A dream tool and an existential threat for visual artists


The greatest artistic tool ever built, or a harbinger of doom for entire creative industries? OpenAI’s second-generation DALL-E 2 system is slowly opening up to the public, and its text-based image generation and editing capabilities are impressive.

The pace of progress in AI-powered text-to-image generation is truly frightening. The Generative Adversarial Network, or GAN, first appeared in 2014, promoting the idea of ​​two AIs competing with each other, both “trained” by showing large numbers of real images , labeled to help algorithms learn what they are. to look at. A “generating” AI then starts creating images, and a “discriminating” AI tries to guess whether they are real images or AI creations.

At first, they are evenly matched, both being absolutely crap at their jobs. But they learn; the generator is rewarded if it tricks the discriminator, and the discriminator is rewarded if it correctly selects the origin of an image. Over millions and billions of iterations – each taking a few seconds – they improve to the point where humans start having trouble telling the difference.

They learn in their own way, completely undirected by their programmers; each AI develops its own understanding of what a horse is, completely detached from the reality we understand. All he knows or cares about is his job: to either fool the other AI or not get fooled, based on his own individual and completely mysterious methods of analyzing and creating data.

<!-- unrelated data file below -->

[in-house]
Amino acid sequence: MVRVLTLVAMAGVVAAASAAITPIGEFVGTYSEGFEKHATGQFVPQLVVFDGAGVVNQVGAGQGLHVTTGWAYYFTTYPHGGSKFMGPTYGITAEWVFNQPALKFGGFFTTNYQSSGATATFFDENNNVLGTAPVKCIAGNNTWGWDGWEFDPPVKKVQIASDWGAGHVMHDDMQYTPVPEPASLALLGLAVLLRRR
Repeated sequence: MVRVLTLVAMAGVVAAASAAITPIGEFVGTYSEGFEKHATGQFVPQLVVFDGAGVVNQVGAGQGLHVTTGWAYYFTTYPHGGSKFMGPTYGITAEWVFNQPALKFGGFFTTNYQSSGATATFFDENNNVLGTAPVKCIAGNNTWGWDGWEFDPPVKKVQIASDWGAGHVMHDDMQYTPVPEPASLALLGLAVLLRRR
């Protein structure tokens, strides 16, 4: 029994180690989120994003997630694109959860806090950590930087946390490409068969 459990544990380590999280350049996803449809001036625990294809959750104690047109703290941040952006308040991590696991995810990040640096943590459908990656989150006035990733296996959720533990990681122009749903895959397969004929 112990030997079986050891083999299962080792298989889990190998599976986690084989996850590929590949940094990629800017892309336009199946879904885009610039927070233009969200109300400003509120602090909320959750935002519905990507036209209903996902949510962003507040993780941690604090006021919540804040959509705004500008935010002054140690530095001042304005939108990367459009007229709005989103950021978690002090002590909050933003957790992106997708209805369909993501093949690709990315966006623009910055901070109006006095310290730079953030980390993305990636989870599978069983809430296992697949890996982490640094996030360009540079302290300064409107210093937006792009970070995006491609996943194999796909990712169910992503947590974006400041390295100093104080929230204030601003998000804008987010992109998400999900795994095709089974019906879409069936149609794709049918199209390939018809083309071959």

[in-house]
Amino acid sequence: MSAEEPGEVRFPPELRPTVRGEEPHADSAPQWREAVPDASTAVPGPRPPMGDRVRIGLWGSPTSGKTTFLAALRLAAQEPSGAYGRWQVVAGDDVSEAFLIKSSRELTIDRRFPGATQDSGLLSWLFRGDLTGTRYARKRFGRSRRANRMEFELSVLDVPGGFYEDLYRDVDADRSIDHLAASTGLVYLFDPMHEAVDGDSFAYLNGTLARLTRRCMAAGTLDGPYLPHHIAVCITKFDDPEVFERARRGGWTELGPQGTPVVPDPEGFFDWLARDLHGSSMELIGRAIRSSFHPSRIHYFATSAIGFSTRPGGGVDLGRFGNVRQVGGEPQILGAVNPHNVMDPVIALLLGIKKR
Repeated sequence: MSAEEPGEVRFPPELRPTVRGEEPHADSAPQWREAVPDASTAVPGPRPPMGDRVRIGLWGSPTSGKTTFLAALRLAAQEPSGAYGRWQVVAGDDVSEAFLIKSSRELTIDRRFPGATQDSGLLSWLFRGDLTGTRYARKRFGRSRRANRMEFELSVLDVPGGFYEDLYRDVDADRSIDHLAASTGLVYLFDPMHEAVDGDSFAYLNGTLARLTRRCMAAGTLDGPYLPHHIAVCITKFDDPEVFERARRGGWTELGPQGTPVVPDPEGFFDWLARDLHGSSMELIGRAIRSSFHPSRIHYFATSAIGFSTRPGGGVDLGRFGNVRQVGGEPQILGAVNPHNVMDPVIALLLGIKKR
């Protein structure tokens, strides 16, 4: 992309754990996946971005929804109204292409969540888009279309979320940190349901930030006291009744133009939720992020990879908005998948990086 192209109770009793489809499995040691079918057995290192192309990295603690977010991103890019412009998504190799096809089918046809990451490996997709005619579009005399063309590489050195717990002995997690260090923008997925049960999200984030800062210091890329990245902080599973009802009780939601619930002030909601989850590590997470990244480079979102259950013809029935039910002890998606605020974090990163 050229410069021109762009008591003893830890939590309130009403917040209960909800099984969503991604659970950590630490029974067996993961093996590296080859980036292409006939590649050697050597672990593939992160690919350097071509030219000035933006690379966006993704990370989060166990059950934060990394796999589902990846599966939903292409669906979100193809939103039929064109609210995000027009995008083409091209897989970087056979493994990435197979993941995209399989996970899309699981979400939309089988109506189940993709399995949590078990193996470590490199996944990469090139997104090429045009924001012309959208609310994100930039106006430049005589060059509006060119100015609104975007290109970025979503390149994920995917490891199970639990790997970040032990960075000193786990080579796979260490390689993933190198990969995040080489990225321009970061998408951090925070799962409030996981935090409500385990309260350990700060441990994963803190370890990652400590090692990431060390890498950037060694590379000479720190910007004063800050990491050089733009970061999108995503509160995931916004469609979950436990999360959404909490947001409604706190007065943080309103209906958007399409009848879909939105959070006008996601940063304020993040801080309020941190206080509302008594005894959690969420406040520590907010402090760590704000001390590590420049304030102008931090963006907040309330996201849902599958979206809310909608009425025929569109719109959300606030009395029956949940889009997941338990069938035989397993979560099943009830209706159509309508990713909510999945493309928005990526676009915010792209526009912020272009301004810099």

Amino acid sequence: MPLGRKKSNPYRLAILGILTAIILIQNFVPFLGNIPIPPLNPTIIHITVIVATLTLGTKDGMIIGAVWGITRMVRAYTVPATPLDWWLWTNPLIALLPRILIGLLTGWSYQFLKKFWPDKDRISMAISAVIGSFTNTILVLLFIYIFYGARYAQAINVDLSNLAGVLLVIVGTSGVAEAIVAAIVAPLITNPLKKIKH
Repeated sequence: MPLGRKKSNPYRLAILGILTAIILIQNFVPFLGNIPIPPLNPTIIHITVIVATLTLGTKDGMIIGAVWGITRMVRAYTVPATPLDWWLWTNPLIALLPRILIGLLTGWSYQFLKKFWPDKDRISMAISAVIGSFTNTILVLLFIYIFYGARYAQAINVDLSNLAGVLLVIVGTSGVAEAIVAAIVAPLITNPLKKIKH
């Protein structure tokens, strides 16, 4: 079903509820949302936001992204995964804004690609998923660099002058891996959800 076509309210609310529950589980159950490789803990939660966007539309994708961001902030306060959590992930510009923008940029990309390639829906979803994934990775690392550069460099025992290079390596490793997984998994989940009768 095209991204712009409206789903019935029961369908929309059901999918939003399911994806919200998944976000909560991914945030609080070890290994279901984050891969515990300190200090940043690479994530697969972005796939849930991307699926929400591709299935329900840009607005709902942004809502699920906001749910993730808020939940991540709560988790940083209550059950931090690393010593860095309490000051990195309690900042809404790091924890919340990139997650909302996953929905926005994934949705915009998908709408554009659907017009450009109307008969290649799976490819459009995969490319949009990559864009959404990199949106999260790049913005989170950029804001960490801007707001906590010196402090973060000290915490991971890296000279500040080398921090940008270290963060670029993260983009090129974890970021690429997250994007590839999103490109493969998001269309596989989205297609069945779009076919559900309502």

This leads to the famously weird disconnects from reality that have been a hallmark of these systems to this day. Think Deepdream’s bizarre obsession with dogs and eyesor the unbridled and beautiful surrealism of systems like Botto, the AI/human art collaboration NFT.

So far, these algorithms have been fascinating entertainment. DALL-E 2, on the other hand, clearly shows how disruptive this technology will be – not five or 10 years from now, but the minute its doors open to the public. Just watch the video below and imagine how much time and money you would need to budget to do this using non-artificial intelligence.

DALL-E 2 represents a step change in AI image generation technology. It understands natural language prompts far better than anything before it, allowing an unprecedented level of control over subjects, styles, techniques, angles, backgrounds, locations, actions, attributes and concepts – and it generates images of extraordinary quality. If you tell him you want photo-realism, for example, he’ll happily let you direct his lens and aperture choices.